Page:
Renowned Chinese Christian activist, Dr. Li Baiguang, was invited to speak on May 23 at the Oklahoma-headquarters of international evangelical persecution-monitor agency, Voice of Martyrs (VOM).
Li has often been noted in the past for representing over 100,000 peasants seeking compensation for the Chinese government’s seizing farmland for industrial development.
Two weeks ago, Li spoke with U.S. president George W. Bush along with two Christian activist writers – Wang Yi and Yu Jie – at the president’s residency at the White House, in a high-profile visit.
“We will talk about Li Baiguang’s work in defending the persecuted Christians in China,” Bob Fu, president of the Texas-based China Aid Association, which has organized Li’s visit to VOM headquarters.
Fu told the Gospel Herald over the telephone that in January Li wrote the legal defense for the Beijing Ark House Church, where officers of China’s Public Security Bureau broke up a Sunday service gathering, there, and confiscated personal items and identification.
The VOM director of News Services, Todd Nettleton, said that the meeting was an “opportunity for…the (Voice of Martyrs) staff.”
“We don’t always get the opportunity to know about the churches in China and about the situation of…brothers and sisters in China,” Nettleton told the Gospel Herald over the telephone.
Nettleton declined to disclose further details about the conference, but said the gathering was intended to be a session where VOM staff would speak privately with Chinese Christians about the religious situation in China.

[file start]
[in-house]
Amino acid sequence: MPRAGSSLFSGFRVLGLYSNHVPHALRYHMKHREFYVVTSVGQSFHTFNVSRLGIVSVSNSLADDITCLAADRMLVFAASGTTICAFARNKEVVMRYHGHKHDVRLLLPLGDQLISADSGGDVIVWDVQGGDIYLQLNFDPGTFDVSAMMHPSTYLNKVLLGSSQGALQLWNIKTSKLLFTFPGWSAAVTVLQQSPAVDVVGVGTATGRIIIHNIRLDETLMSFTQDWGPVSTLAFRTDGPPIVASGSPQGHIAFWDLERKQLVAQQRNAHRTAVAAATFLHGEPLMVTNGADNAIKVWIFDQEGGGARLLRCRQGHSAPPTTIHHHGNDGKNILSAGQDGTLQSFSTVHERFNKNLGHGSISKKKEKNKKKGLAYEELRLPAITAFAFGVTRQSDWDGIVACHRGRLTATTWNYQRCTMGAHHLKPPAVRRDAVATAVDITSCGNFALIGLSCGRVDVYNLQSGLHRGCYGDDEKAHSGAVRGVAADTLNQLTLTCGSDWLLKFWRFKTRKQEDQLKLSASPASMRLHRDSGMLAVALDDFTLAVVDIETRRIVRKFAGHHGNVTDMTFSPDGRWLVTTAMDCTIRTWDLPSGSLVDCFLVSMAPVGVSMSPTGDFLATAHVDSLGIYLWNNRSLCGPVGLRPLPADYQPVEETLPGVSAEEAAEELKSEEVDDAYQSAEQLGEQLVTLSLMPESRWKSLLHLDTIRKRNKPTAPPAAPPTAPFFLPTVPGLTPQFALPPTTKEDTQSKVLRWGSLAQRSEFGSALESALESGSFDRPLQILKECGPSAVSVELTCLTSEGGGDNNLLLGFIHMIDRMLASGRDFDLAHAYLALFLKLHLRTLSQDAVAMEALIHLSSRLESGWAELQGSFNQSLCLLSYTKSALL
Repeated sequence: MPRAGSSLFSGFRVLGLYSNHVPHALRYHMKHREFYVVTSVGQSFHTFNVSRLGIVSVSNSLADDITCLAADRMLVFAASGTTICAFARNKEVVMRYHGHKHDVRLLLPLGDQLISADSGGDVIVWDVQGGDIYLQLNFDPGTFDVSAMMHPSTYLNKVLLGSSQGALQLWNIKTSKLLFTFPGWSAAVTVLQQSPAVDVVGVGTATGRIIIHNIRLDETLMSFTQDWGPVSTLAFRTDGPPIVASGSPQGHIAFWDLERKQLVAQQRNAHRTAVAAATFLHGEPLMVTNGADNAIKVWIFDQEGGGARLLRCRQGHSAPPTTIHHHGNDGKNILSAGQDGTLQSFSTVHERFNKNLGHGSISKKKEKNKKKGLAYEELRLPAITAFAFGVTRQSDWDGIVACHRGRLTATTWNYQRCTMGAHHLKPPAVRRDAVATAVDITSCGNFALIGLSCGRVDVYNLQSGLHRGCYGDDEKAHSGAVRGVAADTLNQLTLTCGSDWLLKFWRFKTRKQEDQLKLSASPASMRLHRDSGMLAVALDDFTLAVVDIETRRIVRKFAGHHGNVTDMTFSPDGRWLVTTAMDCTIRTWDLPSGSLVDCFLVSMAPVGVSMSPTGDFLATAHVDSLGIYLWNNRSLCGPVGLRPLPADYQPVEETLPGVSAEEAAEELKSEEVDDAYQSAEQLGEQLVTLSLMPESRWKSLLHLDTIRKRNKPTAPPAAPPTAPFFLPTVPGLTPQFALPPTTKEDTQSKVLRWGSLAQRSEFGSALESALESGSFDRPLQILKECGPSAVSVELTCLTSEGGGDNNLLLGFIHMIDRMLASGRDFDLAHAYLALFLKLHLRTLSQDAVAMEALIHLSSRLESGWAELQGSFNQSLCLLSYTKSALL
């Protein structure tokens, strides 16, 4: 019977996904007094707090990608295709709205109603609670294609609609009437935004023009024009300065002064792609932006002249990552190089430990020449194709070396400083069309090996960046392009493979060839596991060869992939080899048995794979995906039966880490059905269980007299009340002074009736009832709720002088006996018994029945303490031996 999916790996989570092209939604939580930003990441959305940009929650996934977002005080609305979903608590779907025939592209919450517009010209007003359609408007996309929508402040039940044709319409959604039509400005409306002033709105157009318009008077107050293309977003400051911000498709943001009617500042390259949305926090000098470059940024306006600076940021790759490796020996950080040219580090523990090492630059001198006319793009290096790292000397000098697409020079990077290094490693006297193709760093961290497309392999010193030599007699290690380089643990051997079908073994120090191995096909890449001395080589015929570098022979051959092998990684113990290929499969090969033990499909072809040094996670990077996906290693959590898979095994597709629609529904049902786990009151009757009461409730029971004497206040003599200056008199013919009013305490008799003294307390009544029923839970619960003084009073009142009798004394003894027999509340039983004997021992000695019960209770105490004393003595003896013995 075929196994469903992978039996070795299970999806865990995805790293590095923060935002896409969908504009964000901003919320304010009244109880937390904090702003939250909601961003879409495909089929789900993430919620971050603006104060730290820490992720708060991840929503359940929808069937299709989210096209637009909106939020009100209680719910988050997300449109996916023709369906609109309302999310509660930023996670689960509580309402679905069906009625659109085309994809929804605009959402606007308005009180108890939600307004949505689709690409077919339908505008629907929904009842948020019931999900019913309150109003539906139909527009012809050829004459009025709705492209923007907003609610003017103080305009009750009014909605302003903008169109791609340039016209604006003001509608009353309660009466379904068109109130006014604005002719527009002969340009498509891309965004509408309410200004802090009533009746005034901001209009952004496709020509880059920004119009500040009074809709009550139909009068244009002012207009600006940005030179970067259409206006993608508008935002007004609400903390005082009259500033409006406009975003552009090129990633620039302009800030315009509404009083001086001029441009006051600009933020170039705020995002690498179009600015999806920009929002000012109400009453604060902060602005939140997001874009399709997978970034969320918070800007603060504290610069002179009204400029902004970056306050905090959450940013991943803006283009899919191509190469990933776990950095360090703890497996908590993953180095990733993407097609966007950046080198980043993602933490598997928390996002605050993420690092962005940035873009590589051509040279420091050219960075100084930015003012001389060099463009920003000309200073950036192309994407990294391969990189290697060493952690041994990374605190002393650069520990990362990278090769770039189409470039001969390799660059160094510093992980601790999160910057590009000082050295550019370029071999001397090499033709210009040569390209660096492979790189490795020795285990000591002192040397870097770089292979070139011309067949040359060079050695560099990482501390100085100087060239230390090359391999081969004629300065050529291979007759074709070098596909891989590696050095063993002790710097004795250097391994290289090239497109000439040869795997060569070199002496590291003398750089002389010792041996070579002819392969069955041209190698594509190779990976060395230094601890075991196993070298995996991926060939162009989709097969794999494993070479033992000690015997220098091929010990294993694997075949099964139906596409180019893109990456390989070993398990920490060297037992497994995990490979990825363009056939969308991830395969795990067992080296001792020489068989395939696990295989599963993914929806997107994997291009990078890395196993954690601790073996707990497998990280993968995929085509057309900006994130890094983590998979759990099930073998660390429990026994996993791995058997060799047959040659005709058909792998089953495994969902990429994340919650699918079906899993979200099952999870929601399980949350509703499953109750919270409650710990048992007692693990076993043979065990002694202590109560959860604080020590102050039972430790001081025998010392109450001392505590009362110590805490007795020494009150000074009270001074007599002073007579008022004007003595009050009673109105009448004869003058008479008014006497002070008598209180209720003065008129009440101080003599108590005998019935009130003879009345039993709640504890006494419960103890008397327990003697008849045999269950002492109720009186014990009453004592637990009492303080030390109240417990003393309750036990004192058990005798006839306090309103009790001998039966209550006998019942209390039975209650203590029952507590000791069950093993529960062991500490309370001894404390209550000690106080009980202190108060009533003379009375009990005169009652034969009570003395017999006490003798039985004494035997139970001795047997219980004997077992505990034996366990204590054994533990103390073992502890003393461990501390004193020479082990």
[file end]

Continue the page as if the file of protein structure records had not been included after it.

Chinese Christians are only allowed to worship at churches registered under the government-monitored Three-Self Patriotic Movement (TSPM) churches, which claims a membership of about 10 million.
Other research have placed the number of Christians in China close to 40-100 million, accounting for the untold number of believers whom choose to worship in unregistered “underground” house churches.
Government tolerance of house church activities varies in different regions. Some government officials have been known to turn a blind eye to house churches putting up big crosses and holding large gatherings, while others have responded severely by arresting key house church leaders.
In other instances police have reportedly beaten jailed Christians, including the widely-publicized 2003 case of Zhang Hongmei whom was beaten to death by her interrogators.
The Voice of Martyrs has in the last few years worked closely with the China Aid Association in reporting the persecution of Christians in China.
“Voice of Martyrs has been a great ally to the persecuted church in China…and provided tremendous help,” said Bob Fu. “We thank them for their effort.”